Wells Fargo (NYSE:WFC) didn't really have a choice in the end. Still, it is moving in the right direction.
- The Head of Community Banking, Carrie Tolstedt, has left the firm.
- She and CEO Stumpf will give up material compensation, $19 million and $41 million respectively. There is to be an independent inquiry into the debacle.
- The independent Board directors will pursue this matter further and have the authority to apply clawbacks and dismissals, if appropriate.
Note, the Board specified these are initial steps, and I would not be surprised if, in the end, Stumpf leaves the firm. The Board's objective is: "lessons are learned, misconduct is addressed, and systems & processes are improved". The full extent of what it will take to ensure this remains an open question - but we are going the right way.
Investors in Wells Fargo should be aware that the bank faces investigations by the DoL, the DoJ, State AGs, and possibly, the SEC. Former employees have filed a $2.6 billion class action lawsuit.
Orders of magnitude
With Deutsche Bank (NYSE:DB) reeling from the humongous DoJ demand ($14 billion), the market mood is against banks facing litigation issues. But investors need to keep - and can profit long term from - a sense of proportion. Whereas the DB fine concerns RMBS sales - an issue that essentially concerns the 2008 financial crisis - the financial damage caused by Wells's wrongdoing so far appears quite limited ($2.6 million has been returned to customers).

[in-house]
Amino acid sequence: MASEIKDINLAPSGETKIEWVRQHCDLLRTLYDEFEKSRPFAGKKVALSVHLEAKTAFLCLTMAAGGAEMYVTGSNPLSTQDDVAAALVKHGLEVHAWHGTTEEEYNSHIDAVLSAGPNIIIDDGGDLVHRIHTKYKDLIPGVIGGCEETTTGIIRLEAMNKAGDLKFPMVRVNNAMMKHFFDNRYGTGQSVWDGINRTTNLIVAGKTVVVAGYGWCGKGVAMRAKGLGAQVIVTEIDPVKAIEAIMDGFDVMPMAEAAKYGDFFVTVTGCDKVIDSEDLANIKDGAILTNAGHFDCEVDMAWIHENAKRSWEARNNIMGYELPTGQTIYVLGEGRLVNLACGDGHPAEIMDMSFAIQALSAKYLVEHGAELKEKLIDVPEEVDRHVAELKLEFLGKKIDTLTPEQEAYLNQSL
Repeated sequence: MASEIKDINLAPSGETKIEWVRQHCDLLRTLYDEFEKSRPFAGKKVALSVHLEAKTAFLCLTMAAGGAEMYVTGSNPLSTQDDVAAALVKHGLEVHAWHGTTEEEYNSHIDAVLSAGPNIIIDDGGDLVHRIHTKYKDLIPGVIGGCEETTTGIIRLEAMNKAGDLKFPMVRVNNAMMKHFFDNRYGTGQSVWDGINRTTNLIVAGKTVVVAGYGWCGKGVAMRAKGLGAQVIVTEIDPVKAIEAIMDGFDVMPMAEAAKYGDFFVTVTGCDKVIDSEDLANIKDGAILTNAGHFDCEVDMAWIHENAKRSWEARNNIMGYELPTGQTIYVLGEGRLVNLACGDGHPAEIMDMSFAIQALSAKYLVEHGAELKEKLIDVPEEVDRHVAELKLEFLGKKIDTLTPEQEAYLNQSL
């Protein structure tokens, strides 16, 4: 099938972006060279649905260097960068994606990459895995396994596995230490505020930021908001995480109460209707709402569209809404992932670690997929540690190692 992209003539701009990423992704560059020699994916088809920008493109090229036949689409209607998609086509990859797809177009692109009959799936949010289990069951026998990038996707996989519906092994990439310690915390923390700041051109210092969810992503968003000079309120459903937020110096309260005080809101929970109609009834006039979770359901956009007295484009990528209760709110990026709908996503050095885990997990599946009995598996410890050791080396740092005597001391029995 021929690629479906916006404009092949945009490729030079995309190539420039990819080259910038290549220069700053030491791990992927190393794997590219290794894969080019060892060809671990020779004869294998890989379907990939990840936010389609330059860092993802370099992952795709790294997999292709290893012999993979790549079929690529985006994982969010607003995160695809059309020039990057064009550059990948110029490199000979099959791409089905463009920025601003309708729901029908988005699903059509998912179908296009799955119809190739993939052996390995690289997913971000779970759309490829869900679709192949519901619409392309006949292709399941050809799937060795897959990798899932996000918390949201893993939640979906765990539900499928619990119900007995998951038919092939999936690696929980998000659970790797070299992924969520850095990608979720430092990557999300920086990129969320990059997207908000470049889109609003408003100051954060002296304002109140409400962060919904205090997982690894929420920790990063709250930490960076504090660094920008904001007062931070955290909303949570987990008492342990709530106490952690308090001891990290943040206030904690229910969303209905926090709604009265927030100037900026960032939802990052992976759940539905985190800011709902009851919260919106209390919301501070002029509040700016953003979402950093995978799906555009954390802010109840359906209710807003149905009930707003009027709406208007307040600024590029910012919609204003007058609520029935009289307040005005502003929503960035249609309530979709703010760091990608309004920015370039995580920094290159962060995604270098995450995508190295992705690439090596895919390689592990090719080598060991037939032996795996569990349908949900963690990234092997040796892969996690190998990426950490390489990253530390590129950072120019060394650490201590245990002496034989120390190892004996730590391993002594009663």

The Buffett Factor
As much as I admire Warren Buffett for all the reasons everyone else does, I have never seen him as a paragon of investment morality (which is different from saying I have serious moral doubts about his approach). The same for Charlie Munger, who will decry Wall Street culture, while being invested in Goldman Sachs (NYSE:GS). My guess is that Berkshire (BRK.A, BRK.B) will hold Wells if it takes appropriate action swiftly, which it is doing so far.
With Wells trading ~11.5x EPS, investors need to take a long-term view. Structurally, this company is great with a high level of fee income, meaning it is less captive to interest rate weakness long term (and less sensitive on the upside, of course) and has a deep deposit franchise that constitutes a strong moat.
(Source: Company data)
Let's put the valuation in context. This kind of P/E is well below the ~13.3x that U.S. Bancorp (NYSE:USB) occupies, which is a company of similar income quality to Wells. In fact, the valuation is in line with SunTrust (NYSE:STI). I wrote recently that SunTrust is interesting for investors who like self-improvement situations, as its cross-selling and efficiency ratios can be further improved. But Wells, in addition to being much larger, is already there.
Ultimately, it's impossible to say that "all" the bad news is in the price. We won't know that until we know we have all the bad news. But gauging off the money returned to customers so far and the forthright, if belated, steps taken by the Board, what we know so far certainly seems to be in the price, and then some. Investors can improve their averages with Wells Fargo by picking it up here.
Disclosure: I/we have no positions in any stocks mentioned, and no plans to initiate any positions within the next 72 hours.
I wrote this article myself, and it expresses my own opinions. I am not receiving compensation for it (other than from Seeking Alpha). I have no business relationship with any company whose stock is mentioned in this article.